Also, are you planning on self managing? If not, kiss your profits goodbye. It is rare that you can make a profit without self management. If you are planning to self manage, are you prepared for what goes into that? You really have to have a customer service oriented mindset.

I take calls and texts from guests at any time. Even at 3am. That is rare for us I will say as we have a very well prepped house and a good guest guidebook that covers most everything. But you have to be ready to answer the lamest questions with a big smile and cheery demeanor. People are on vacation and want to have a good time. You have to be willing to make that happen for them. A mire of 3 or 4 star reviews will kill your STR in a hurry.

You will also have to furnish it top to bottom. That means plenty of linens, a full complement for the kitchen, pillows, mattresses, knick-knacks, art etc etc etc. That can really run the bill up. You can't cheap out either. You can't just go get a bunch of free stuff you find online or cheap garbage. It will really be reflected in your reviews. Believe me, the age of just tossing whatever you have laying around into your STR and doing well are long over. People have much higher expectations these days. You don't need to go nuts, but you need to pay attention. A home like you are considering would be 15-20k to do up if you pay attention. Maybe less if you do very well and possibly much more.

I will say that your systems for LTR's will not transfer over very well to STR. If you have a good handyperson, that is a win, but you will have to find a good cleaner. Someone to be your go to for lots of things. Now, if you are buying local, you can clean it yourself and watch over it.

Frankly, if you have a very strong LTR market, it seems like you should stick to that. It sounds like you have a good thing with your LTR systems.

What about flipping? That could get you some short term cash infusions without having to build a vacation/STR rep over time.

Thanks @Krystal Thomas ! At this time, we are not able to afford the area, but I would love to have a place there. I was using the Keys to show the difference between regions and styles of places.

I have read a lot about the rules regarding STRs in the Keys and it is a bit intimidating!

@Gareth Fisher

1. Does a 3br perform better then a 2 br?

- Yes, the difference might not always be a higher rate but more occupancy which still equals more profit

2. Is being in town close to everything aka walking distance to bars and restaurants outperform a quiet setting...

- Depends on your location. If you’re going to new York you know you’ll be in the city and don’t wanna be far for the center. On the other hand if you’re going to Lake Tahoe, you know you’ll want nature and outdoors. What does your location offer that people go for and want to see?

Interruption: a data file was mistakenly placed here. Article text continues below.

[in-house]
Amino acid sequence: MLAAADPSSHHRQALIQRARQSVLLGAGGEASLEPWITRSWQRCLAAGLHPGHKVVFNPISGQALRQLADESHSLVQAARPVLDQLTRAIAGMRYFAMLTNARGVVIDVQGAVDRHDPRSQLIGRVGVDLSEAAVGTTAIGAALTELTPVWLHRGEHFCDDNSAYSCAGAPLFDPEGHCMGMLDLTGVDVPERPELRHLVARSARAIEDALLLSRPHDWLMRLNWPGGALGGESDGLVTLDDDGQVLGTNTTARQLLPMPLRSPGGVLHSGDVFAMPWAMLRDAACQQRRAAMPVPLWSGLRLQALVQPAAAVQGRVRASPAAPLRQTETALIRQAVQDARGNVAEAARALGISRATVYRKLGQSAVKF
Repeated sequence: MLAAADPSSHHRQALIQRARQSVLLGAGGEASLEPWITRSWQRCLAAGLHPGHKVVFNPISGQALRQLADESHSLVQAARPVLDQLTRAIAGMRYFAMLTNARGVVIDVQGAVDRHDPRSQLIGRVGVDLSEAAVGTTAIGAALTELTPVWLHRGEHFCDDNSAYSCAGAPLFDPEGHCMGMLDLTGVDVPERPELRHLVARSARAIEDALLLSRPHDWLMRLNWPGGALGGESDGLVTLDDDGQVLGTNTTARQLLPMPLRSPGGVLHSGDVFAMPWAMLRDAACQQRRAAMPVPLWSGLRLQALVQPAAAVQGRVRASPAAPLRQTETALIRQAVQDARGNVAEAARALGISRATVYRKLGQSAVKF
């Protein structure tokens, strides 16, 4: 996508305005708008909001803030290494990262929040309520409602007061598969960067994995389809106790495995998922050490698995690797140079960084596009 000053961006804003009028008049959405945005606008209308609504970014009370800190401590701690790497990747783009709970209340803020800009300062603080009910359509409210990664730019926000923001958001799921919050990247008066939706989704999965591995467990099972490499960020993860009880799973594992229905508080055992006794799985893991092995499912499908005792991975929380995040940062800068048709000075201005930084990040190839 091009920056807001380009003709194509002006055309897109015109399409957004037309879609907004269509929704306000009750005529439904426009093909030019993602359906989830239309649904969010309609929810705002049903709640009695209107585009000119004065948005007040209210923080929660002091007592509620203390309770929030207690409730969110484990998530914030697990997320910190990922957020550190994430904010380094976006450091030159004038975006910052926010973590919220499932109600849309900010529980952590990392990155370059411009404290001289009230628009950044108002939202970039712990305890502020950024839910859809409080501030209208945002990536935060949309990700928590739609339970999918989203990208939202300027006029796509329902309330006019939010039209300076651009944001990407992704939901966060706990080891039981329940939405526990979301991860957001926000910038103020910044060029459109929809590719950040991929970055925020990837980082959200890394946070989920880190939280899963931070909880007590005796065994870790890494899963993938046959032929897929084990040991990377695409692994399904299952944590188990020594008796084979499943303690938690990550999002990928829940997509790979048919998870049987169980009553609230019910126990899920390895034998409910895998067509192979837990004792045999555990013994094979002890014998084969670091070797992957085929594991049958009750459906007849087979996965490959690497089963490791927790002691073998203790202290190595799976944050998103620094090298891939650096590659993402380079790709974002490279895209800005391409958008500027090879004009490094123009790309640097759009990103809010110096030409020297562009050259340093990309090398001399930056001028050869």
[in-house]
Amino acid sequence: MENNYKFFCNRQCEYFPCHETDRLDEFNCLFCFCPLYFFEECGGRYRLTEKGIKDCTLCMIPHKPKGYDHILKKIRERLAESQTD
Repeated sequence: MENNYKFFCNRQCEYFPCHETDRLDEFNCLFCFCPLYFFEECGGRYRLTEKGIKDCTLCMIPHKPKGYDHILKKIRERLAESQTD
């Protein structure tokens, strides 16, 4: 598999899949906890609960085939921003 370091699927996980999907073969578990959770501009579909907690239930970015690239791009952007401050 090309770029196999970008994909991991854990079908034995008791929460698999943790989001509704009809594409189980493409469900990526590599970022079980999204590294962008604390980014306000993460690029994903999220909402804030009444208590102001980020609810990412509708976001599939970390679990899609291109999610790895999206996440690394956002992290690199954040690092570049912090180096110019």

3. rancher vs bi level matter? Or are the finishes more important.

- Finishes are more important BUT a house without stairs is always a plus. Many travelers, especially older people have issues with stairs

4. Size ? Is 1300-1500 sq ft big enough or does it need to be a full on 4br 2bth home.

- This goes back to location. If you’re in a great location, 1300 will do fine because people want to be there

5. Are pools worth the extra expense?

- Do you math and figure out how much you’ll make first. Then you can determine if the pool is worth the money.

6. Has anyone used an aprtment in like a multi unit as air bnb before? ....

- What are the regulations in your area? Where I live, this is not allowed.

7. Any other tips on what things to look for in a property?

- the property is important but my top criteria is the location and management. If you don’t have great systems in place then you should consider rental management services as they can potentially increase your returns drastically

Originally posted by @Michael Baum :

Ok @Gareth Fisher. Sounds like you have the beginnings of a plan! I am a planning kind of guy. Risk taking is very much in my makeup, but always trying to mitigate as much trouble as I can.

The biggest issue with looking at others rentals is making sure they are in the same area you are looking. It's funny, the denser the area, the bigger the difference in nightly rates. In Idaho, our STR density is rather low so I can plan my nightly rate and expected occupancy more easily. When you have a denser, urban area, neighborhoods can differ in a matter of a couple of blocks.